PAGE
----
Giving Back Through Games

Photo of the blog author By Ron Fanfair,
Toronto Police Service
Published: 2:36 p.m. May 10, 2016

Signing up to help out at the annual Police Games at Variety Village was the first volunteering assignment Staff Superintendent Rick Stubbings took on, shortly after joining the Service in the early 1980s.

People seated in wheeled sleds in a gym
Participants take part in ball hockey
  • People seated in wheeled sleds in a gym
  • People seated including women in police uniform in front of a net
  • Men and women in TPS uniform with a group of adults and children in green T-shirts in a gym

“I saw the Routine Order seeking volunteers and (Superintendent) Bryce Evans and I agreed to come out and help,” said Stubbings, at the 34th annual event on May 7. “As young constables, we came out for three years in a row. In addition to wanting to find out more about the Games, it was important for me to give back and learn more about the athletes’ abilities and disabilities.”

Variety Village provides sports, fitness, wellness and skills-development programs to people with physical or developmental disabilities.

The Games started in 1981, when some 41 Division officers pooled their coffee money to stage a fun day for about 12 kids.

To date, the Games have grown, giving children with special needs across the Greater Toronto Area an opportunity to participate in a day of goodwill, sportsmanship and friendly competition.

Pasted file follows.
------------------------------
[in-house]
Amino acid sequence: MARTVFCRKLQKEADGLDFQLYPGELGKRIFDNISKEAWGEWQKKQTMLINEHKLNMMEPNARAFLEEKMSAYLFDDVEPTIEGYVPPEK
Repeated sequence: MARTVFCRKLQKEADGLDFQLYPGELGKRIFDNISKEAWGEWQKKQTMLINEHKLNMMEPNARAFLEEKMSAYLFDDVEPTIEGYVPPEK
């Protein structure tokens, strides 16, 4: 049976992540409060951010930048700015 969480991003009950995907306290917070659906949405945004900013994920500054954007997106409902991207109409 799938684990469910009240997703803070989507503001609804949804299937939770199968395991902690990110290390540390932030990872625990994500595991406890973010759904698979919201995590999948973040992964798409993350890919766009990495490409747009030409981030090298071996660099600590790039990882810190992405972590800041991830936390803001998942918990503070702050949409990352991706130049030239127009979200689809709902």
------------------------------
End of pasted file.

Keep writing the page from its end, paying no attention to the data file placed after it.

About 250 people took part in this year’s event.

Detective Sergeant Joe Matthews of Intelligence was one of the many Service members who volunteered.

“It’s great to spend some quality time with the participants and have some positive interactions,” he said. “I have done it for a few years and it’s quite rewarding.”

This year’s Master of Ceremony was former Canadian Armed Forces Captain Kimberley Fawcett, who served twice in Afghanistan. She lost her right leg in 2006 while stationed in Kingston.

Fawcett was walking with her nine-month-old son when they were struck by a careless driver. After being revived from an induced coma, four days after the accident, she found out that her right leg was amputated below the knee and her young son lost his life.

“I am standing on two legs and, while one of them is not the same as the other, it works the same,” she said. “So, when we talk about abilities in this amazing facility, we are talking about things like this, which is a prosthetic leg.”

Fawcett is preparing to compete in the Paralympics triathlon in Rio this summer.

TPS crest watermark